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Hi @tudor - sorry, this may seem like a silly question, but how exactly should the change from a FD box (with brood) be done if the frames being added to the 3/4 boxes don't have any drawn foundation i.e. they are brand new out of the factory? Will it take long for the bees to start drawing out comb so there is enough space for the queen to lay? Thanks.

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Hi @JayBee Good question, I'll discuss this in the next draft of the book.

 

A box of foundation may not be used by the bees, but if the queen is there I would be confident that the bees start drawing immediately as long as there is some flow, or you feed them.

However, safer would be to remove from the FD box a couple of frames without brood, and put 2 3/4 frames with foundation just next to the brood frames, on each side. The bees will probably draw those frames quickly, and you can use them in the 3/4 box with foundation frames to draw the bees up. And there will be cells for the queen to lay in straight away. And put back the FD frames you took out.

 

So it puts you back a week or so, no long time.

 

Regards.

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Thank you! That makes SO much sense! :)

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Hello again - managed to come up with another question! When converting from a FD to a medium hive, what is the reasoning behind placing an empty medium box between the two medium boxes and FD box containing honey (for internal robbing), as opposed to just placing the FD box right on top of the excluder and medium boxes? Thanks.

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Hello again - managed to come up with another question! When converting from a FD to a medium hive, what is the reasoning behind placing an empty medium box between the two medium boxes and FD box containing honey (for internal robbing), as opposed to just placing the FD box right on top of the excluder and medium boxes? Thanks.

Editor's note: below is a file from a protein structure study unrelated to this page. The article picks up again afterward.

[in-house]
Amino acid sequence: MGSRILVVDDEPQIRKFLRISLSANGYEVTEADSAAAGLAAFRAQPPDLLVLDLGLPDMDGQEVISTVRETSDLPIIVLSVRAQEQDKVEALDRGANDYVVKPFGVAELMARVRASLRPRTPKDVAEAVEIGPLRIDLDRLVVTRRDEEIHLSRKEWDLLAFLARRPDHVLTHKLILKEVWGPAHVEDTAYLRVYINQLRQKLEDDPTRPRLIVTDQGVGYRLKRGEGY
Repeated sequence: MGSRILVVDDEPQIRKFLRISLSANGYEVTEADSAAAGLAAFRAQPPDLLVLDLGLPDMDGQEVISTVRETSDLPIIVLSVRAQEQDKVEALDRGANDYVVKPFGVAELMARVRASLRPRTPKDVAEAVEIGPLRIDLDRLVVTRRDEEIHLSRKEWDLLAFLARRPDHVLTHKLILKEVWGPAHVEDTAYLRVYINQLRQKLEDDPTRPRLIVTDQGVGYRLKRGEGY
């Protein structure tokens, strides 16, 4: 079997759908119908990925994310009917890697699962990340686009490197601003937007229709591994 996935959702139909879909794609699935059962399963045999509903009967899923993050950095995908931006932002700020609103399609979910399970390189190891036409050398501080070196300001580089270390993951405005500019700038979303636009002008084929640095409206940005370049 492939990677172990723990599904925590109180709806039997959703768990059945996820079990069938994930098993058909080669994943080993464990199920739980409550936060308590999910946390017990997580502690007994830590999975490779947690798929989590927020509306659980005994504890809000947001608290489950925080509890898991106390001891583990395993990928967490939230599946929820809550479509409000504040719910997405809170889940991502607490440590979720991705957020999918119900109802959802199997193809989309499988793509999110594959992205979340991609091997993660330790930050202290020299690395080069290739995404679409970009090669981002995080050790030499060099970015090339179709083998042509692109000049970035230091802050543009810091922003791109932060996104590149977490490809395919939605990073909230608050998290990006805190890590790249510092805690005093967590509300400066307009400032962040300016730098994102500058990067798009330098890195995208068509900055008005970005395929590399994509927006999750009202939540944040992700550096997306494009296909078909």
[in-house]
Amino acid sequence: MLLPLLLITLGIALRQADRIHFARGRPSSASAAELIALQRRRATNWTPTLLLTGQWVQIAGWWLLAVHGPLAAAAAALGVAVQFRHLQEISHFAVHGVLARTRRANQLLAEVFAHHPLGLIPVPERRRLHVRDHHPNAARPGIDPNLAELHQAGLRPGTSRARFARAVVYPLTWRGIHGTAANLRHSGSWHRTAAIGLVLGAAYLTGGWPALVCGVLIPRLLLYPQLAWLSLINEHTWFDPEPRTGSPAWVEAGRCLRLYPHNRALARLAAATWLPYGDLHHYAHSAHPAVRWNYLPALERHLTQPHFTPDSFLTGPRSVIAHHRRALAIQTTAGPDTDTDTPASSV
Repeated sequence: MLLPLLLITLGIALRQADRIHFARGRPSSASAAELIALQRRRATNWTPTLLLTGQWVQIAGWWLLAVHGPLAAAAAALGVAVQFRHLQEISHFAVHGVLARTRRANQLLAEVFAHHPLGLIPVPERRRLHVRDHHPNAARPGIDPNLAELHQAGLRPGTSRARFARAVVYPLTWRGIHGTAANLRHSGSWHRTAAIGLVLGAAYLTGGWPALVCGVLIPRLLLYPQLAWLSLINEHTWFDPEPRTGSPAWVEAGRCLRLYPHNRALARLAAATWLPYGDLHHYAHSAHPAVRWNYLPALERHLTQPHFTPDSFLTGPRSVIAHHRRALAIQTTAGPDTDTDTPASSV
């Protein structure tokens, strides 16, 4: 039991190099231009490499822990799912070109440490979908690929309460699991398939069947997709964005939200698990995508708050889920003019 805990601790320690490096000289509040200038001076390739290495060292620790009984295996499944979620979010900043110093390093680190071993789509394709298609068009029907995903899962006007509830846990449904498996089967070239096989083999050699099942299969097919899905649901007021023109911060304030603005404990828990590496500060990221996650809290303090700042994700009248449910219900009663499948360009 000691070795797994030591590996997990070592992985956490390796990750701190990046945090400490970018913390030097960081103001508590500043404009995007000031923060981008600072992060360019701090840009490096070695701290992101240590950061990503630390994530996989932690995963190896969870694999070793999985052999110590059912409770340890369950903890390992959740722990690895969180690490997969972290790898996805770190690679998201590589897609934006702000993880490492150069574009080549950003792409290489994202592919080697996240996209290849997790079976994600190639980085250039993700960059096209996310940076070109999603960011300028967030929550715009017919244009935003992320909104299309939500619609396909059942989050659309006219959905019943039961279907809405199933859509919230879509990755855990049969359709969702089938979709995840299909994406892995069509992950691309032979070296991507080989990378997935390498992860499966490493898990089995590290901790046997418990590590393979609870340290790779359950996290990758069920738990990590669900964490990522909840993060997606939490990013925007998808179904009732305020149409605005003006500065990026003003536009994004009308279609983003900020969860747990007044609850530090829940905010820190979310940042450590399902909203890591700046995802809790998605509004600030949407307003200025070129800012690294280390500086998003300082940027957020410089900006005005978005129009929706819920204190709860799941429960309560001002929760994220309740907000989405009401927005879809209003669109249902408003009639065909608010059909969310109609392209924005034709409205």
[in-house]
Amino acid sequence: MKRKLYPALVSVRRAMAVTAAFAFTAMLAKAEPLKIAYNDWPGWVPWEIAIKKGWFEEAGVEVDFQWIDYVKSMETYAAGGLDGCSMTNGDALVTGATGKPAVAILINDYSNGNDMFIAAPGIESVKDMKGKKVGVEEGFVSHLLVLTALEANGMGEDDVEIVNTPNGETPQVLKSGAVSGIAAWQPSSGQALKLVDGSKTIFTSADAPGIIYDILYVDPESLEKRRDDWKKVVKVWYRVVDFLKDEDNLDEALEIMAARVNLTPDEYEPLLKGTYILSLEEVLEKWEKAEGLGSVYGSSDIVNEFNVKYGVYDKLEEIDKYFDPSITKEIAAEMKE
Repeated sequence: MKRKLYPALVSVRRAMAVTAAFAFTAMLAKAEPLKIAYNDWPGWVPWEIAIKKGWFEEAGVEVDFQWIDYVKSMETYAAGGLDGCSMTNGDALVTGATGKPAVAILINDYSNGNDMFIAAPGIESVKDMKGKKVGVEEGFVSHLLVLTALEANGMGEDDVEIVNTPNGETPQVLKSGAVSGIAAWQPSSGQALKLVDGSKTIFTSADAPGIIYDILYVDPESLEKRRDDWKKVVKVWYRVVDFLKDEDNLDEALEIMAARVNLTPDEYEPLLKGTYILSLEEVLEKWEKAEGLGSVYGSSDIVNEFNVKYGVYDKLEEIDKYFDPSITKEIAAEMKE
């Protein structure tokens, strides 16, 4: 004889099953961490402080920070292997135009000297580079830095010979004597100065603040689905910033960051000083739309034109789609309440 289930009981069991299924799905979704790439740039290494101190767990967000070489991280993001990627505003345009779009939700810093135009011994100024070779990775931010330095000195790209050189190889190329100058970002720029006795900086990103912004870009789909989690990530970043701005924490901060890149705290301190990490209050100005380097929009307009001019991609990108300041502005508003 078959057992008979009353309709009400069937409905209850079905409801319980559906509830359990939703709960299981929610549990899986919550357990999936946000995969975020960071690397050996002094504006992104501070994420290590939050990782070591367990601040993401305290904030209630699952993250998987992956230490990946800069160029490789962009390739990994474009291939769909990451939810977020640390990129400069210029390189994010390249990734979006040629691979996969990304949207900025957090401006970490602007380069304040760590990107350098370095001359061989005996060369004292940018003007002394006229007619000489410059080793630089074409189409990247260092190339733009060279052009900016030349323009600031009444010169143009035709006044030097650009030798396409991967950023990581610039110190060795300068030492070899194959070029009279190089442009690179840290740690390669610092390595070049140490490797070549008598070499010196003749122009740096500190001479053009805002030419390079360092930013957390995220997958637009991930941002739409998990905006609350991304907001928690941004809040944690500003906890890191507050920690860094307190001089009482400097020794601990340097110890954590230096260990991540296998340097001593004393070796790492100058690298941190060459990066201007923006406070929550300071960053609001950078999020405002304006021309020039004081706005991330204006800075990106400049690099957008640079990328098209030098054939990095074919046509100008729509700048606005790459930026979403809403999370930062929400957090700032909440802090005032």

The extra vacant space gives the bees the impression that the wets are not part of their own hive and rob it out and take the honey back down to their frames. This generally leaves the frames pretty dry.

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Spot on @Trevor Gillbanks , this applies to extracted frames and the FD to be retired. Can I quote you directly in the book ?

 

regards.

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Spot on @Trevor Gillbanks , this applies to extracted frames and the FD to be retired. Can I quote you directly in the book ?

 

regards.

Yes. No problem at all.

Just as an extra with the wets. I have a hole in my hive mats and I put that on the hive mat,then put the wets above that. I also use a 90mm spacer/feeder ring to give the separation.

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How big is the hole ?

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How big is the hole ?

The initial hole is 64mm (that is the size of my hole saw) and I have it fully open for feeding. When I clean wets I restrict the opening to about 3 or 4 bee spaces. This just makes it a little more difficult for the bees in their robbing mode, and I further enhances the idea that the wets are not part of the hive (IMHO)

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I'm really enjoying reading your draft @tudor (and obviously enjoying coming up with questions, too)! On page 20, you mention that you like to use frame feeders - is there a reason you prefer them over top feeders?

 

Also, in the 'Getting Started Right' chapter, you recommend a winter structure as consisting of three medium boxes - would there be an issue if a colony went into winter with just two medium boxes (and lots of honey and pollen stores around the brood nest)? Thanks.

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Hi @JayBee

 

Frame feeders small and convenient, and we feed so seldom that top feeders are clumsy and a hang over from commercial bee keeping. And if you want space for the bees to work wax cappings or a big feed, put on an empty 3/4 box and a container to use.

 

Winter structure can be what you want, or rather the bees want, and can be 1 - 4 boxes !

 

I aim for 3, m1 having stores (often pollen is being stored now) and honey and some brood, m2 lots brood and stores, m3 mainly stores and lots honey. The bees seem happy with setting up in 3 boxes, which gives them space to make a nice cluster which moves as winter goes on. But some settle well into 2, and i sometimes leave an another box with uncapped honey at m3.

 

And no excluder ...